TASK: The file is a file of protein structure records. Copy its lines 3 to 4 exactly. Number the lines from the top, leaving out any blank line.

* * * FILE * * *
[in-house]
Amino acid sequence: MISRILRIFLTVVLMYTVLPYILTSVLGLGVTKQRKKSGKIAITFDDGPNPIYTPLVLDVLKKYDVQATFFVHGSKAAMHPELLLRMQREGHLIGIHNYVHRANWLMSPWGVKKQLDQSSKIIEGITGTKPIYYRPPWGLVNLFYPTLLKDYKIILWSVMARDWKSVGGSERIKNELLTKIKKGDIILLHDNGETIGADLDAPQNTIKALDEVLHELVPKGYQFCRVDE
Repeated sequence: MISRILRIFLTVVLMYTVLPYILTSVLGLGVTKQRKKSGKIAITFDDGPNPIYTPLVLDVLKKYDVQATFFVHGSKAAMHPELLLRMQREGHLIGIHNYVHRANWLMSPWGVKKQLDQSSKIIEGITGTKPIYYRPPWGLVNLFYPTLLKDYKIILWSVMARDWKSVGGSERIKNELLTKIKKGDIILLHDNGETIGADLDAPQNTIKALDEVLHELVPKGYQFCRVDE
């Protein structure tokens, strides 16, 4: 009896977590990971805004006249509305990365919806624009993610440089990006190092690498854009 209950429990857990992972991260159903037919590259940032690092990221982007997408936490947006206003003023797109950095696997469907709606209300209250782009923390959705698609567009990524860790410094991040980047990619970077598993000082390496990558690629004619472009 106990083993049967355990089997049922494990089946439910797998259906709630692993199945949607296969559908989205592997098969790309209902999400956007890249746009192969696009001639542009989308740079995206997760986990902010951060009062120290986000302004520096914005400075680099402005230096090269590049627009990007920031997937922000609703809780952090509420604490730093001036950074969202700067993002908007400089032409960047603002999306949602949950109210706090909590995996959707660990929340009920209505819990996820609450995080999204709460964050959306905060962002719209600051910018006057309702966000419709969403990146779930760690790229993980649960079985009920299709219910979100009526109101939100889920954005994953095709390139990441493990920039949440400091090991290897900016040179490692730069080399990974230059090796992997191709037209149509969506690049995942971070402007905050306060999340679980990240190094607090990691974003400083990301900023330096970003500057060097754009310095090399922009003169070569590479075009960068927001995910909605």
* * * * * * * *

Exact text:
Repeated sequence: MISRILRIFLTVVLMYTVLPYILTSVLGLGVTKQRKKSGKIAITFDDGPNPIYTPLVLDVLKKYDVQATFFVHGSKAAMHPELLLRMQREGHLIGIHNYVHRANWLMSPWGVKKQLDQSSKIIEGITGTKPIYYRPPWGLVNLFYPTLLKDYKIILWSVMARDWKSVGGSERIKNELLTKIKKGDIILLHDNGETIGADLDAPQNTIKALDEVLHELVPKGYQFCRVDE
């Protein structure tokens, strides 16, 4: 009896977590990971805004006249509305990365919806624009993610440089990006190092690498854009 209950429990857990992972991260159903037919590259940032690092990221982007997408936490947006206003003023797109950095696997469907709606209300209250782009923390959705698609567009990524860790410094991040980047990619970077598993000082390496990558690629004619472009 106990083993049967355990089997049922494990089946439910797998259906709630692993199945949607296969559908989205592997098969790309209902999400956007890249746009192969696009001639542009989308740079995206997760986990902010951060009062120290986000302004520096914005400075680099402005230096090269590049627009990007920031997937922000609703809780952090509420604490730093001036950074969202700067993002908007400089032409960047603002999306949602949950109210706090909590995996959707660990929340009920209505819990996820609450995080999204709460964050959306905060962002719209600051910018006057309702966000419709969403990146779930760690790229993980649960079985009920299709219910979100009526109101939100889920954005994953095709390139990441493990920039949440400091090991290897900016040179490692730069080399990974230059090796992997191709037209149509969506690049995942971070402007905050306060999340679980990240190094607090990691974003400083990301900023330096970003500057060097754009310095090399922009003169070569590479075009960068927001995910909605």